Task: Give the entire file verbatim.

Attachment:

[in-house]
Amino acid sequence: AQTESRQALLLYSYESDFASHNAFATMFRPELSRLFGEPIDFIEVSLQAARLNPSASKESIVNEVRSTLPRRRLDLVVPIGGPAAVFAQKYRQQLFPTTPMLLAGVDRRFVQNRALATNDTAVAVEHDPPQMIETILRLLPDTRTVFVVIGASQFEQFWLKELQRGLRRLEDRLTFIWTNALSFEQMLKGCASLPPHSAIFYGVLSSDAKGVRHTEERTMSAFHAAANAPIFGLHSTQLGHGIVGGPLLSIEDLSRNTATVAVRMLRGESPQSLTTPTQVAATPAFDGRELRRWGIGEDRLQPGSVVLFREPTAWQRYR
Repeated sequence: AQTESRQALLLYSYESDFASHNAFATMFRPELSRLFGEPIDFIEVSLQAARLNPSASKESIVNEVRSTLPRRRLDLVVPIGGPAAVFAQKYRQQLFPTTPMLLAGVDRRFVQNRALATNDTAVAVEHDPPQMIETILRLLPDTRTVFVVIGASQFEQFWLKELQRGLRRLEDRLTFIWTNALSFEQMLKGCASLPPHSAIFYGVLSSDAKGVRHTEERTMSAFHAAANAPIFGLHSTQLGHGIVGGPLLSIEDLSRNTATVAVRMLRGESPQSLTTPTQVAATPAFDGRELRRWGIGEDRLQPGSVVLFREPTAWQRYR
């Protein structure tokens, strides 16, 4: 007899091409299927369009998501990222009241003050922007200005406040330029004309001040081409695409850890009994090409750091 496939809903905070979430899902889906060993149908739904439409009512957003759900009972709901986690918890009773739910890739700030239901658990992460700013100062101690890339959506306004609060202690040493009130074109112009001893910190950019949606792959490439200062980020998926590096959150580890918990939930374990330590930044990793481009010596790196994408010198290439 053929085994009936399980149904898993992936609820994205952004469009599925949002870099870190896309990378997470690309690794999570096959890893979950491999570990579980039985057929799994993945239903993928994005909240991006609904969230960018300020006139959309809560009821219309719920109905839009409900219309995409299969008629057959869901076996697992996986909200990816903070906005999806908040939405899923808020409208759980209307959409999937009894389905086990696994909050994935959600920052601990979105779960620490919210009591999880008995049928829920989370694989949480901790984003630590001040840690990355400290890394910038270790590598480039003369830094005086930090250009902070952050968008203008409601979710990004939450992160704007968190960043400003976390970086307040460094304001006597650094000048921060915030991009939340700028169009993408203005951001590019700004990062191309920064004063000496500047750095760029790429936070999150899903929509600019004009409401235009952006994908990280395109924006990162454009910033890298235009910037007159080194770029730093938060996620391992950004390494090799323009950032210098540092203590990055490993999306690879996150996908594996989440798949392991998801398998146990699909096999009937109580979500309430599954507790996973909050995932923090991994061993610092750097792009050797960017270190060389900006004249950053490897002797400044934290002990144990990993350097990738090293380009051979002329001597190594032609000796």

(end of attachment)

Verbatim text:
[in-house]
Amino acid sequence: AQTESRQALLLYSYESDFASHNAFATMFRPELSRLFGEPIDFIEVSLQAARLNPSASKESIVNEVRSTLPRRRLDLVVPIGGPAAVFAQKYRQQLFPTTPMLLAGVDRRFVQNRALATNDTAVAVEHDPPQMIETILRLLPDTRTVFVVIGASQFEQFWLKELQRGLRRLEDRLTFIWTNALSFEQMLKGCASLPPHSAIFYGVLSSDAKGVRHTEERTMSAFHAAANAPIFGLHSTQLGHGIVGGPLLSIEDLSRNTATVAVRMLRGESPQSLTTPTQVAATPAFDGRELRRWGIGEDRLQPGSVVLFREPTAWQRYR
Repeated sequence: AQTESRQALLLYSYESDFASHNAFATMFRPELSRLFGEPIDFIEVSLQAARLNPSASKESIVNEVRSTLPRRRLDLVVPIGGPAAVFAQKYRQQLFPTTPMLLAGVDRRFVQNRALATNDTAVAVEHDPPQMIETILRLLPDTRTVFVVIGASQFEQFWLKELQRGLRRLEDRLTFIWTNALSFEQMLKGCASLPPHSAIFYGVLSSDAKGVRHTEERTMSAFHAAANAPIFGLHSTQLGHGIVGGPLLSIEDLSRNTATVAVRMLRGESPQSLTTPTQVAATPAFDGRELRRWGIGEDRLQPGSVVLFREPTAWQRYR
């Protein structure tokens, strides 16, 4: 007899091409299927369009998501990222009241003050922007200005406040330029004309001040081409695409850890009994090409750091 496939809903905070979430899902889906060993149908739904439409009512957003759900009972709901986690918890009773739910890739700030239901658990992460700013100062101690890339959506306004609060202690040493009130074109112009001893910190950019949606792959490439200062980020998926590096959150580890918990939930374990330590930044990793481009010596790196994408010198290439 053929085994009936399980149904898993992936609820994205952004469009599925949002870099870190896309990378997470690309690794999570096959890893979950491999570990579980039985057929799994993945239903993928994005909240991006609904969230960018300020006139959309809560009821219309719920109905839009409900219309995409299969008629057959869901076996697992996986909200990816903070906005999806908040939405899923808020409208759980209307959409999937009894389905086990696994909050994935959600920052601990979105779960620490919210009591999880008995049928829920989370694989949480901790984003630590001040840690990355400290890394910038270790590598480039003369830094005086930090250009902070952050968008203008409601979710990004939450992160704007968190960043400003976390970086307040460094304001006597650094000048921060915030991009939340700028169009993408203005951001590019700004990062191309920064004063000496500047750095760029790429936070999150899903929509600019004009409401235009952006994908990280395109924006990162454009910033890298235009910037007159080194770029730093938060996620391992950004390494090799323009950032210098540092203590990055490993999306690879996150996908594996989440798949392991998801398998146990699909096999009937109580979500309430599954507790996973909050995932923090991994061993610092750097792009050797960017270190060389900006004249950053490897002797400044934290002990144990990993350097990738090293380009051979002329001597190594032609000796």